Republicans square off in fourth debate

Alex Hanson

Republican candidates for president were back together for another debate — the fourth of the 2016 cycle — to talk about the economy.

On stage were Ben Carson, Donald Trump, Marco Rubio, Jeb Bush, Ted Cruz, Rand Paul, Carly Fiorina and John Kasich.

The debate was hosted by FOX Business and the Wall Street Journal in Milwaukee, Wis. 

Kasich looked most prepared to come out swining against his opponents, calling out Trump on his plan to deport illegal immigrants and Cruz’s plan to not bail out big banks under another financial crisis. 

Cruz and Kasich had a back and forth, with Kasich appealing to business conservatives and Cruz appealing to a populist wing in the Republican party. 

Trump and Carson, the frontrunners in the race, were not center stage, but Trump was interrupted at one point by Paul during an answer on trade. While Trump was criticizing the TPP trade deal, he mentioned that nothing about China’s currency manipulation is in the deal, to which Paul reminded the audience that China is not apart of the deal at all.

Paul and Rubio got into a heated debate over military spending, with Rubio calling for a larger military role abroad. Paul called Rubio’s plan on military spending “liberal,” adding you cannot be a fiscal conservative but call for increased military spending.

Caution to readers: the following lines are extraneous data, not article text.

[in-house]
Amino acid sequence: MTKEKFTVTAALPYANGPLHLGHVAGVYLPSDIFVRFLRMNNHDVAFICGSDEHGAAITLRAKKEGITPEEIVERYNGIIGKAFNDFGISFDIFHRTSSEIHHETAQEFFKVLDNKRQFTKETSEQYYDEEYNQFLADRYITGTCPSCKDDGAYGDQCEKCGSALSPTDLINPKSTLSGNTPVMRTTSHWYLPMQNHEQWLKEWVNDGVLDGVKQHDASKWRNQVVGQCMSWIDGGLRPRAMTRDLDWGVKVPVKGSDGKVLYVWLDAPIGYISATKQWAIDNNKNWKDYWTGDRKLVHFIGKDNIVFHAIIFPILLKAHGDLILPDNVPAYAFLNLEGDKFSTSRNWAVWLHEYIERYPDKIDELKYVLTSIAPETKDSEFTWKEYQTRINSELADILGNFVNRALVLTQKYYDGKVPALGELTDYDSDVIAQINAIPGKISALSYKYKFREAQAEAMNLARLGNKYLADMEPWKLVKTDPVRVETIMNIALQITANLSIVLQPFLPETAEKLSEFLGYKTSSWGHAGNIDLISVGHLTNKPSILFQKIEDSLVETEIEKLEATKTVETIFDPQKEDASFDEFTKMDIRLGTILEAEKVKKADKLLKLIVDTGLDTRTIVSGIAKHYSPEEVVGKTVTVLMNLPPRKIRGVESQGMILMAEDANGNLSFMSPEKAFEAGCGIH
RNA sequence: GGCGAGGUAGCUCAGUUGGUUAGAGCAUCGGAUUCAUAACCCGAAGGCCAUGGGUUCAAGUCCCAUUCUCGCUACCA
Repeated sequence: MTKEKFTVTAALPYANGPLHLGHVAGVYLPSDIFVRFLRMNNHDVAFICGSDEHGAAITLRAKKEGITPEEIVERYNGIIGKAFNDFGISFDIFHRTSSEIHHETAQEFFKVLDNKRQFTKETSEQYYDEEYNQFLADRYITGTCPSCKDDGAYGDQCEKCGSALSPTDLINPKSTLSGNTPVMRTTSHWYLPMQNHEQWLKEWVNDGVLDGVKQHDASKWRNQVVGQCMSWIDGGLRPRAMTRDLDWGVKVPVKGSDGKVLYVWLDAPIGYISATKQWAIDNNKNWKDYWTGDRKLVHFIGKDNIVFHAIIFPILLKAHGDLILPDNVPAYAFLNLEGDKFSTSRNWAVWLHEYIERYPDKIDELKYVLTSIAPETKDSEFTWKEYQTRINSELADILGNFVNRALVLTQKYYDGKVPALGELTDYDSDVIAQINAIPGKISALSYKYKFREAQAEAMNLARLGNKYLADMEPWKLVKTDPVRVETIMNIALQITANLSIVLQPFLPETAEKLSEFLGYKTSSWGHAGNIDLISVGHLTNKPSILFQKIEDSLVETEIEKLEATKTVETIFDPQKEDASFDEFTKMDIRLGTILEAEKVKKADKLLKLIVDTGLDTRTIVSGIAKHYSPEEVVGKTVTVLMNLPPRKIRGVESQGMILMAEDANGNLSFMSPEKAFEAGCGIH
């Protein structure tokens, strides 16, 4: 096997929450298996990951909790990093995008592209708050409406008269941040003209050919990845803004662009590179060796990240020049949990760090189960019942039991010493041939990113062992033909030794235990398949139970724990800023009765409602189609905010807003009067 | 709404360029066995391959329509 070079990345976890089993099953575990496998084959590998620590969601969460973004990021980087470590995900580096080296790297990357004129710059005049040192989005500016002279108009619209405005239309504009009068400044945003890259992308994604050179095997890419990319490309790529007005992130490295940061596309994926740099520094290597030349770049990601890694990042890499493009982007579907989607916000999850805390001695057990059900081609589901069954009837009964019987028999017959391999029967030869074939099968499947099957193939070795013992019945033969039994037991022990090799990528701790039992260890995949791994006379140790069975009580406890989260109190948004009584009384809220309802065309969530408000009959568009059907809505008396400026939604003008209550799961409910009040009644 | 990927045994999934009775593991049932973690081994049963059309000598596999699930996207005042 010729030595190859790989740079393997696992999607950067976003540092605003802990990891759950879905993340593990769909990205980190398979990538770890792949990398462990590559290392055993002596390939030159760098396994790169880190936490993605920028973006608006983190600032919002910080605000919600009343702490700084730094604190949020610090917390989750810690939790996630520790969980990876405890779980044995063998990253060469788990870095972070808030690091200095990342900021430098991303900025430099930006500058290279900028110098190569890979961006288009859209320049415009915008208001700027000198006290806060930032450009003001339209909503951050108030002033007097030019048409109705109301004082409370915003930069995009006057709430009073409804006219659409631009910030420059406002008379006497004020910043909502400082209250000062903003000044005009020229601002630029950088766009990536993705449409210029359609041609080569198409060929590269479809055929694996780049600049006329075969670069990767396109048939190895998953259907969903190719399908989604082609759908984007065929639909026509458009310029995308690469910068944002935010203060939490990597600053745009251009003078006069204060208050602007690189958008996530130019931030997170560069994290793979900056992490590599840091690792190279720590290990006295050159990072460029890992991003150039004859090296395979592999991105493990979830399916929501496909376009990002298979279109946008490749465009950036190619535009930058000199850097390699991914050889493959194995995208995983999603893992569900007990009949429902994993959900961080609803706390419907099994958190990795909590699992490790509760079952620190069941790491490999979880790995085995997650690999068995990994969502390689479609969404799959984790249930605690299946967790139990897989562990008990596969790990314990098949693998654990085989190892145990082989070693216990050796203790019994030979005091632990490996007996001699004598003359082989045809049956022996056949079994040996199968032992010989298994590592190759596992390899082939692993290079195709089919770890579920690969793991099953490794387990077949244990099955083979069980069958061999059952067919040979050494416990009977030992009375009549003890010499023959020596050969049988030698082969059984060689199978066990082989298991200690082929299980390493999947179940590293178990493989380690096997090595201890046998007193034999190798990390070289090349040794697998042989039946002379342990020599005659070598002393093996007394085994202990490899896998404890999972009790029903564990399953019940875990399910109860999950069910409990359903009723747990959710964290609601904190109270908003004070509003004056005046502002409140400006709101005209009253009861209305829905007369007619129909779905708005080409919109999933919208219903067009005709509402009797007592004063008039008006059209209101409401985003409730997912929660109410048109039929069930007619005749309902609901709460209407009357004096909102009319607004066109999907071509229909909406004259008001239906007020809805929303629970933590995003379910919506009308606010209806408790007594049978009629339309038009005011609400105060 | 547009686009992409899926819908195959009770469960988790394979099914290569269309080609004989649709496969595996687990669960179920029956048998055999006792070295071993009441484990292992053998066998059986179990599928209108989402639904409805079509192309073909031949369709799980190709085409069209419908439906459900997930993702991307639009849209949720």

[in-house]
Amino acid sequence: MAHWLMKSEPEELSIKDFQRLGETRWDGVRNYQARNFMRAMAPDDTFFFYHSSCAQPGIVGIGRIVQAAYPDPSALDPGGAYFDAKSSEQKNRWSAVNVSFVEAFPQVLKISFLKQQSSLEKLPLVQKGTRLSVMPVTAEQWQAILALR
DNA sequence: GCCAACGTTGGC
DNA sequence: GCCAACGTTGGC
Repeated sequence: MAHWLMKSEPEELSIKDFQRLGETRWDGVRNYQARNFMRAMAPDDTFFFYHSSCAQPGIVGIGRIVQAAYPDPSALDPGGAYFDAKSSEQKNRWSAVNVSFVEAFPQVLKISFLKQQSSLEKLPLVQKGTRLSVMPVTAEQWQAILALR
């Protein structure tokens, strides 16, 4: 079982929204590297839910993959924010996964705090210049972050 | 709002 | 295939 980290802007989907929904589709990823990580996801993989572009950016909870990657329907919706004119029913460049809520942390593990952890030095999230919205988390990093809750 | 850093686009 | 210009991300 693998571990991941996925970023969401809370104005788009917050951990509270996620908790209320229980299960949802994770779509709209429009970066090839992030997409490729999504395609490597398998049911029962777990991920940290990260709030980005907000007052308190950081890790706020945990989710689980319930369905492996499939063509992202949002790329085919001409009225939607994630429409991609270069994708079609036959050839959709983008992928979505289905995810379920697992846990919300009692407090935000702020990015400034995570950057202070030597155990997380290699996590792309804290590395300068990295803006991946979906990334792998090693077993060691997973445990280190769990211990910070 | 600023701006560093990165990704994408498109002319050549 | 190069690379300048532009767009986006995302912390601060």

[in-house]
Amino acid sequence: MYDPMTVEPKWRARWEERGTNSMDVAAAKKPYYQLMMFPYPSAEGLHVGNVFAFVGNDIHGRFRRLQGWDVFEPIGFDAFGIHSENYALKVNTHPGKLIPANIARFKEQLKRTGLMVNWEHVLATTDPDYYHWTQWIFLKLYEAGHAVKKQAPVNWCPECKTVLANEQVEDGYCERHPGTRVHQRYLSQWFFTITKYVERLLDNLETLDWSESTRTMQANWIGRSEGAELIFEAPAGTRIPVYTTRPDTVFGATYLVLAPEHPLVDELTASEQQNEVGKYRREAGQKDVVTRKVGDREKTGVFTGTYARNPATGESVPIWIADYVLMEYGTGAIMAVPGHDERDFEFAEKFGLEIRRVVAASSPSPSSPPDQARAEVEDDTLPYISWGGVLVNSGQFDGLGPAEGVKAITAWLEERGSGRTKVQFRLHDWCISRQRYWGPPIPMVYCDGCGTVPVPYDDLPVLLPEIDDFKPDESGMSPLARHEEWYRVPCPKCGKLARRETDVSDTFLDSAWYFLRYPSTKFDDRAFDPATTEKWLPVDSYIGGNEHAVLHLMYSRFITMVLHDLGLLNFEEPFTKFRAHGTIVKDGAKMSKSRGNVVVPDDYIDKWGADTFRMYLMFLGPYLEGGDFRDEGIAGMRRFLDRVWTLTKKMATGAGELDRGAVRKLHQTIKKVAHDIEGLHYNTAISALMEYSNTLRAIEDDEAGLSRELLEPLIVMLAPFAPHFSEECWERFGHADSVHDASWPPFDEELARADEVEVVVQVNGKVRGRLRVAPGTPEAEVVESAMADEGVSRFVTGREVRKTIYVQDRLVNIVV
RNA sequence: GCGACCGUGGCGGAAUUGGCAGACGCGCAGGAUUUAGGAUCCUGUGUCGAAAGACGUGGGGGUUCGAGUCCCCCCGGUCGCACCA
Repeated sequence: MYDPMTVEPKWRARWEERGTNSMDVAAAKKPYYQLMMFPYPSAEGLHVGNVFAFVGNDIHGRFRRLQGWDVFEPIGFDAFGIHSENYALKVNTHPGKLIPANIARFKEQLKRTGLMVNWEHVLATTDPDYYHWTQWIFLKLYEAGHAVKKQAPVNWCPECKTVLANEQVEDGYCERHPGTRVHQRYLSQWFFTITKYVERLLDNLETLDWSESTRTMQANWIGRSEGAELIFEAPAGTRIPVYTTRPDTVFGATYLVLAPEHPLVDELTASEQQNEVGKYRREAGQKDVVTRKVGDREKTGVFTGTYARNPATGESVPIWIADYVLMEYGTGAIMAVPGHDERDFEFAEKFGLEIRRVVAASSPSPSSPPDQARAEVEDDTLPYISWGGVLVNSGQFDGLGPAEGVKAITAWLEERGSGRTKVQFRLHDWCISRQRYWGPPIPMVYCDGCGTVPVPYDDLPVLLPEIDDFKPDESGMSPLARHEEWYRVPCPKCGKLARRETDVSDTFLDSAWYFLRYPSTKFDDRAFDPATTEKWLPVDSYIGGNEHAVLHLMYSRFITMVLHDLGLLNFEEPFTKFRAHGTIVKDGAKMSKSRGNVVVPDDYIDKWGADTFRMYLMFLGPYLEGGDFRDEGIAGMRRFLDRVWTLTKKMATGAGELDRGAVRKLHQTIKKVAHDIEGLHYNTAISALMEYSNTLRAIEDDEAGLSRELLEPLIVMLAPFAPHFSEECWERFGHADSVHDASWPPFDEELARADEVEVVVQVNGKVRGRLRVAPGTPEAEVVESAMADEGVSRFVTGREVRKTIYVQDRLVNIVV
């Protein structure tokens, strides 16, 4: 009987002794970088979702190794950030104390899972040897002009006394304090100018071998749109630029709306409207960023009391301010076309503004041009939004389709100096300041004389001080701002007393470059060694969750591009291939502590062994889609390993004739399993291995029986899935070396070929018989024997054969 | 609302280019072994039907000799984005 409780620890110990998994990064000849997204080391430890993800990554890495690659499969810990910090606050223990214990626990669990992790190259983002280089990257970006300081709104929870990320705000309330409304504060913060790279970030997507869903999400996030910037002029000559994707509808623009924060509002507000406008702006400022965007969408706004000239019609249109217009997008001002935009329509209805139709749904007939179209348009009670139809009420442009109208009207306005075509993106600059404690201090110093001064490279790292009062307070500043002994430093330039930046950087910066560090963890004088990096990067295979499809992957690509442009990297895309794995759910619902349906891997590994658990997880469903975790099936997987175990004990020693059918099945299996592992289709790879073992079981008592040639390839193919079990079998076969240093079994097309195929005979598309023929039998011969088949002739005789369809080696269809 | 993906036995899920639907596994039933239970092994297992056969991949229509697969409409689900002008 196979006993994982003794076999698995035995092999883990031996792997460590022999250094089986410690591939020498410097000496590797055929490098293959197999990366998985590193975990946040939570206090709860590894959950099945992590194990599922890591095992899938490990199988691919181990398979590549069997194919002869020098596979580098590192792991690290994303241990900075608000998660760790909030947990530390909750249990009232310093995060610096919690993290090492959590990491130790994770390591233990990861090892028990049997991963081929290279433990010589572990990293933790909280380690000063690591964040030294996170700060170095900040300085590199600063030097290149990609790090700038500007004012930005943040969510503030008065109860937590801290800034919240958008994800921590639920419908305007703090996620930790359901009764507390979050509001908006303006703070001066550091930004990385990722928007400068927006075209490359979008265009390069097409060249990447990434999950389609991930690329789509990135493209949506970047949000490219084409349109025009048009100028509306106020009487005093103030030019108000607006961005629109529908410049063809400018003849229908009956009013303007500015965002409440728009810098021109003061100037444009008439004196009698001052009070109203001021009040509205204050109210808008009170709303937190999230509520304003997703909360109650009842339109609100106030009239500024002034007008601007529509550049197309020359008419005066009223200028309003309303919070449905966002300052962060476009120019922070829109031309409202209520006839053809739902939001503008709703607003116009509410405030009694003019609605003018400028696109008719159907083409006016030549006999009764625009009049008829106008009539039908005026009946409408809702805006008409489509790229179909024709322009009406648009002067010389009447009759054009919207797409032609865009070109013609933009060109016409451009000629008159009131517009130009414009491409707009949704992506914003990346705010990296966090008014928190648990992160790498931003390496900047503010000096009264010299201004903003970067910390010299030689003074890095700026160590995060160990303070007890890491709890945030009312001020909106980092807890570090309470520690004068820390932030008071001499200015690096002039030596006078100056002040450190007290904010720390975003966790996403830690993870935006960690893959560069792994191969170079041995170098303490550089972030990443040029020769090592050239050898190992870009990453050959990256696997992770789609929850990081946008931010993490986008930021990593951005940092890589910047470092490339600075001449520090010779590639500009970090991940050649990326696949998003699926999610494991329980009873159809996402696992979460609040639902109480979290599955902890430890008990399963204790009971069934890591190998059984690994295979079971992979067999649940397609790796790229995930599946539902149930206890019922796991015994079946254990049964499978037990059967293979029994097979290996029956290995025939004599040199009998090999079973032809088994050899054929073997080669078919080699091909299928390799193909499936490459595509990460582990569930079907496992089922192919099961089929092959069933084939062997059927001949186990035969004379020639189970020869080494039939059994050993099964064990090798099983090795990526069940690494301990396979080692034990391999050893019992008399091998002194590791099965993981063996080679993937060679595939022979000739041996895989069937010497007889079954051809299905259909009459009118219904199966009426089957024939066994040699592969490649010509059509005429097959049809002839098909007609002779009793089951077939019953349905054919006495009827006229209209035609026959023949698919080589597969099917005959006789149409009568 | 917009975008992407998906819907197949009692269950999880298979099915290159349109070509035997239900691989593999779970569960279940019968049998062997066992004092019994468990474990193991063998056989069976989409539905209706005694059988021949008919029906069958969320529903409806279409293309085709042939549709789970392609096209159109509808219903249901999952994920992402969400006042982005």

Many were watching Bush, who’s poll numbers have declined recently. Throughout the debate, Bush got into several arguments about his record in Florida and what he would accomplish as president. 

Fiorina also called on Trump during a discussion on foreign policy, saying the United States should not negotiate with Russia while arguing for a stronger military presence abroad.

The undercard debate featured four candidates — Bobby Jindal, Mike Huckabee, Chris Christie and Rick Santorum — who mostly went after Hillary Clinton and President Obama, but also took jabs at each other.

Jindal came prepared to attack his Republican colleagues on stage, repeatedly going after Chris Christie and Mike Huckabee’s records as governor. In response, Christie, instead of defending his record, said Clinton would be worse for America than anyone on stage.

Candidates also went after the debate moderators, refusing to answer a lightning round question about which Democratic congressman they have respect for. Instead, the candidates all pivoted to a random topic of their choosing for the 30-seconds they had to answer.

Notably absent from the undercard debate were U.S. Sen. Lindsey Graham, R-S.C. and former New York Gov. George Pataki, both who did not meet the criteria to appear in even the lower-tier debate.